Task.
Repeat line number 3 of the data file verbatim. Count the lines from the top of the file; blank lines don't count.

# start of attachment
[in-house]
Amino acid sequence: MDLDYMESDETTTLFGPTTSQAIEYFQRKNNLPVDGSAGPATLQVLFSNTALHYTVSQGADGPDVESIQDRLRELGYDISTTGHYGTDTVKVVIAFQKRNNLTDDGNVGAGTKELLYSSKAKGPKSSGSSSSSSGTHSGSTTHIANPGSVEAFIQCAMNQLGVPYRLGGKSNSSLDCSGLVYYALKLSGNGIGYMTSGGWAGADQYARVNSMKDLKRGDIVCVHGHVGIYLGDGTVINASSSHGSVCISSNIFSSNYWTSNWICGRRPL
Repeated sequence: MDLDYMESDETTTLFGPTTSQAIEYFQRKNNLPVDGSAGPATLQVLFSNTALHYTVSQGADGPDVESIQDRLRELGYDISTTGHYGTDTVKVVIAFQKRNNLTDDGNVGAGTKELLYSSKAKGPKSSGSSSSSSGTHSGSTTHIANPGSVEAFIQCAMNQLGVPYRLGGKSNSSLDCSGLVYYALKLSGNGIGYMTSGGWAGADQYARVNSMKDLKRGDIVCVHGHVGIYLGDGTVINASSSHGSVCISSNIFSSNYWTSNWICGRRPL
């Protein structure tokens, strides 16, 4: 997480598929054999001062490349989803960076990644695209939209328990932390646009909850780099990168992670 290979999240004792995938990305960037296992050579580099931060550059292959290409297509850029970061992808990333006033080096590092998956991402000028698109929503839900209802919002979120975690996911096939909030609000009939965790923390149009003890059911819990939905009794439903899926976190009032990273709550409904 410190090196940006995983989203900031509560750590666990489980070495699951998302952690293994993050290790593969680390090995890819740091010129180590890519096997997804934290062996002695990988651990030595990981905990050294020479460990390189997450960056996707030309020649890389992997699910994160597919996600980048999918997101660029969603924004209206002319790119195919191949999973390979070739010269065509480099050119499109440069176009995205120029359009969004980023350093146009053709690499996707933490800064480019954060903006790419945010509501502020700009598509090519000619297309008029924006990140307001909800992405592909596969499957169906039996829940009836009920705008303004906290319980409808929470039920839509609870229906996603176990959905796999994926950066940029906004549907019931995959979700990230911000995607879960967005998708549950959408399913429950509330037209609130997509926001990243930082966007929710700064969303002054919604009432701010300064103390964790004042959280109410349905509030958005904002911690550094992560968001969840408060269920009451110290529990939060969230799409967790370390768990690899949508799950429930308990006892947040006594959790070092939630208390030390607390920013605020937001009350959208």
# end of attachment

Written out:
Repeated sequence: MDLDYMESDETTTLFGPTTSQAIEYFQRKNNLPVDGSAGPATLQVLFSNTALHYTVSQGADGPDVESIQDRLRELGYDISTTGHYGTDTVKVVIAFQKRNNLTDDGNVGAGTKELLYSSKAKGPKSSGSSSSSSGTHSGSTTHIANPGSVEAFIQCAMNQLGVPYRLGGKSNSSLDCSGLVYYALKLSGNGIGYMTSGGWAGADQYARVNSMKDLKRGDIVCVHGHVGIYLGDGTVINASSSHGSVCISSNIFSSNYWTSNWICGRRPL